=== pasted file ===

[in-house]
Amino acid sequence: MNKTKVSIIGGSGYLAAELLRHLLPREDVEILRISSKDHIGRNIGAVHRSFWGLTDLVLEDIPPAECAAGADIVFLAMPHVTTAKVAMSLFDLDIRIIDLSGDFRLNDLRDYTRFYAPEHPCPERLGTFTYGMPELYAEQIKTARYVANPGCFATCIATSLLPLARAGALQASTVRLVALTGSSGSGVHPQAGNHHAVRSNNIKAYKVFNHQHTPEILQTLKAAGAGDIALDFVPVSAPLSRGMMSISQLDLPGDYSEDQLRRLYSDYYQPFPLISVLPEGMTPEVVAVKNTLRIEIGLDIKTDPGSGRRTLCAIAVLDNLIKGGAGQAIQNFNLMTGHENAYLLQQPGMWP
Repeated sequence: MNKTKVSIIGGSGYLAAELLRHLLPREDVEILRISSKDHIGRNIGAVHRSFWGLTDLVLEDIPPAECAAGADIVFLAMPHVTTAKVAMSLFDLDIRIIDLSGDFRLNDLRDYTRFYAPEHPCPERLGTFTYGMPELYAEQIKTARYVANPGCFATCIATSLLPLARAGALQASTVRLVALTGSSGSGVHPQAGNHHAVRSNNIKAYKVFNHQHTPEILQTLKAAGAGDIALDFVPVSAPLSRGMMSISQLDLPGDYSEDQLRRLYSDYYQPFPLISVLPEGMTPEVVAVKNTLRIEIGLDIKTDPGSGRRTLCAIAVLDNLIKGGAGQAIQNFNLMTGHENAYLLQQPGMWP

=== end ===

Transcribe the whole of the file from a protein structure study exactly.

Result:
[in-house]
Amino acid sequence: MNKTKVSIIGGSGYLAAELLRHLLPREDVEILRISSKDHIGRNIGAVHRSFWGLTDLVLEDIPPAECAAGADIVFLAMPHVTTAKVAMSLFDLDIRIIDLSGDFRLNDLRDYTRFYAPEHPCPERLGTFTYGMPELYAEQIKTARYVANPGCFATCIATSLLPLARAGALQASTVRLVALTGSSGSGVHPQAGNHHAVRSNNIKAYKVFNHQHTPEILQTLKAAGAGDIALDFVPVSAPLSRGMMSISQLDLPGDYSEDQLRRLYSDYYQPFPLISVLPEGMTPEVVAVKNTLRIEIGLDIKTDPGSGRRTLCAIAVLDNLIKGGAGQAIQNFNLMTGHENAYLLQQPGMWP
Repeated sequence: MNKTKVSIIGGSGYLAAELLRHLLPREDVEILRISSKDHIGRNIGAVHRSFWGLTDLVLEDIPPAECAAGADIVFLAMPHVTTAKVAMSLFDLDIRIIDLSGDFRLNDLRDYTRFYAPEHPCPERLGTFTYGMPELYAEQIKTARYVANPGCFATCIATSLLPLARAGALQASTVRLVALTGSSGSGVHPQAGNHHAVRSNNIKAYKVFNHQHTPEILQTLKAAGAGDIALDFVPVSAPLSRGMMSISQLDLPGDYSEDQLRRLYSDYYQPFPLISVLPEGMTPEVVAVKNTLRIEIGLDIKTDPGSGRRTLCAIAVLDNLIKGGAGQAIQNFNLMTGHENAYLLQQPGMWP